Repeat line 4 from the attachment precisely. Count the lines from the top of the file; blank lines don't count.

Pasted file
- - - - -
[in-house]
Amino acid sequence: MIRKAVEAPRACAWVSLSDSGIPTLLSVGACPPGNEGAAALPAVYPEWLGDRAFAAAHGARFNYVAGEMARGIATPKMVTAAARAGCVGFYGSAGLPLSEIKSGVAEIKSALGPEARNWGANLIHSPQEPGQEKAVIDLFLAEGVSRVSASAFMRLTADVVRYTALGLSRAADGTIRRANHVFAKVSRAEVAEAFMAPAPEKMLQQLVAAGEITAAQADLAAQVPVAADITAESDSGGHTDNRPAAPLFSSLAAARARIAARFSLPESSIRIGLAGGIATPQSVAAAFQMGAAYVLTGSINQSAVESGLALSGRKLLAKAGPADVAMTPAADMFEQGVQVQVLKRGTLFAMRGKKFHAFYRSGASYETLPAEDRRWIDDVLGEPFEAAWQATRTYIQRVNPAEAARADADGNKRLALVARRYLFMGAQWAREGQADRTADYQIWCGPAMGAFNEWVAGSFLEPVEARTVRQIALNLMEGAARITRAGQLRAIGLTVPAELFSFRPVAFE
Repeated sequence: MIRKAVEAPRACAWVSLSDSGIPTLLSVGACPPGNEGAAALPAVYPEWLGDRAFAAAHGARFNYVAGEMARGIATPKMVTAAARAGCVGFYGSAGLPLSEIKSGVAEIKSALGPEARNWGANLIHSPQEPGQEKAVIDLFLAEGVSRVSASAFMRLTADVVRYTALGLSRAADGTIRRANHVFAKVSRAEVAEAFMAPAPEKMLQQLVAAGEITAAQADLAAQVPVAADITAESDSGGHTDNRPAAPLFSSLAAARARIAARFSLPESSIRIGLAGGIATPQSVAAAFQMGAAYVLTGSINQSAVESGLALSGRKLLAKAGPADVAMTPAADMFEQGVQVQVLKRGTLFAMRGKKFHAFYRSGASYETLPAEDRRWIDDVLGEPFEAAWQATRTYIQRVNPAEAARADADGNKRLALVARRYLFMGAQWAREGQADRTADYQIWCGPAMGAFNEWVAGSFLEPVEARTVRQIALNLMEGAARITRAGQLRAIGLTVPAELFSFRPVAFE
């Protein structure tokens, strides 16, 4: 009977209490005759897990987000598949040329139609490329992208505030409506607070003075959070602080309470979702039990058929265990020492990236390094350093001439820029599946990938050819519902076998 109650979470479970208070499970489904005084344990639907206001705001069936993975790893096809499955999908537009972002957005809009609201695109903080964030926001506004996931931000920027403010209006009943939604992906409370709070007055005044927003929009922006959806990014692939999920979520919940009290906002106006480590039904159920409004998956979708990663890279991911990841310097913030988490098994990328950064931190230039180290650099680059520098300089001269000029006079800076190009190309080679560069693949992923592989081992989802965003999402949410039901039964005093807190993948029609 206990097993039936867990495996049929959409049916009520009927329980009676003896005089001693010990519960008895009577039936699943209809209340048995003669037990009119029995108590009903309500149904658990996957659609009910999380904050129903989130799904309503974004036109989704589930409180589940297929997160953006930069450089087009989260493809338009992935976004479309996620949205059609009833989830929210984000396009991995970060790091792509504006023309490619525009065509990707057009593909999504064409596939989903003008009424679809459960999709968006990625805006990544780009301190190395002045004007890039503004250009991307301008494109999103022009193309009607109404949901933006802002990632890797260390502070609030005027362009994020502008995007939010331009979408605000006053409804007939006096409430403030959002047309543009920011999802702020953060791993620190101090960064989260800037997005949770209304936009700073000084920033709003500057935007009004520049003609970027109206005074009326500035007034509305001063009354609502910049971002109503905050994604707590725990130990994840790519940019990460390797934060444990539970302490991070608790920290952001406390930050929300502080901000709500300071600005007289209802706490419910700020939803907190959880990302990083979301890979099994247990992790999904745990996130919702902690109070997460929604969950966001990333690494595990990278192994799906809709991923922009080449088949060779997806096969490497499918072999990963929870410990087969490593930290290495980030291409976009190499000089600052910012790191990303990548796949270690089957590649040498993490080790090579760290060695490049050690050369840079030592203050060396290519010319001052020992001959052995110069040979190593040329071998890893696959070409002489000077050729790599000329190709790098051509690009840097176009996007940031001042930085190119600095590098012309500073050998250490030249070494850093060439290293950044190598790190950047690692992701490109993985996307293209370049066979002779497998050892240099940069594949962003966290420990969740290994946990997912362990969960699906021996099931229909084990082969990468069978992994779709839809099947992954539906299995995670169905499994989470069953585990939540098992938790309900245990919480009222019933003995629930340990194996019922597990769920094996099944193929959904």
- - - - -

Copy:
């Protein structure tokens, strides 16, 4: 009977209490005759897990987000598949040329139609490329992208505030409506607070003075959070602080309470979702039990058929265990020492990236390094350093001439820029599946990938050819519902076998 109650979470479970208070499970489904005084344990639907206001705001069936993975790893096809499955999908537009972002957005809009609201695109903080964030926001506004996931931000920027403010209006009943939604992906409370709070007055005044927003929009922006959806990014692939999920979520919940009290906002106006480590039904159920409004998956979708990663890279991911990841310097913030988490098994990328950064931190230039180290650099680059520098300089001269000029006079800076190009190309080679560069693949992923592989081992989802965003999402949410039901039964005093807190993948029609 206990097993039936867990495996049929959409049916009520009927329980009676003896005089001693010990519960008895009577039936699943209809209340048995003669037990009119029995108590009903309500149904658990996957659609009910999380904050129903989130799904309503974004036109989704589930409180589940297929997160953006930069450089087009989260493809338009992935976004479309996620949205059609009833989830929210984000396009991995970060790091792509504006023309490619525009065509990707057009593909999504064409596939989903003008009424679809459960999709968006990625805006990544780009301190190395002045004007890039503004250009991307301008494109999103022009193309009607109404949901933006802002990632890797260390502070609030005027362009994020502008995007939010331009979408605000006053409804007939006096409430403030959002047309543009920011999802702020953060791993620190101090960064989260800037997005949770209304936009700073000084920033709003500057935007009004520049003609970027109206005074009326500035007034509305001063009354609502910049971002109503905050994604707590725990130990994840790519940019990460390797934060444990539970302490991070608790920290952001406390930050929300502080901000709500300071600005007289209802706490419910700020939803907190959880990302990083979301890979099994247990992790999904745990996130919702902690109070997460929604969950966001990333690494595990990278192994799906809709991923922009080449088949060779997806096969490497499918072999990963929870410990087969490593930290290495980030291409976009190499000089600052910012790191990303990548796949270690089957590649040498993490080790090579760290060695490049050690050369840079030592203050060396290519010319001052020992001959052995110069040979190593040329071998890893696959070409002489000077050729790599000329190709790098051509690009840097176009996007940031001042930085190119600095590098012309500073050998250490030249070494850093060439290293950044190598790190950047690692992701490109993985996307293209370049066979002779497998050892240099940069594949962003966290420990969740290994946990997912362990969960699906021996099931229909084990082969990468069978992994779709839809099947992954539906299995995670169905499994989470069953585990939540098992938790309900245990919480009222019933003995629930340990194996019922597990769920094996099944193929959904």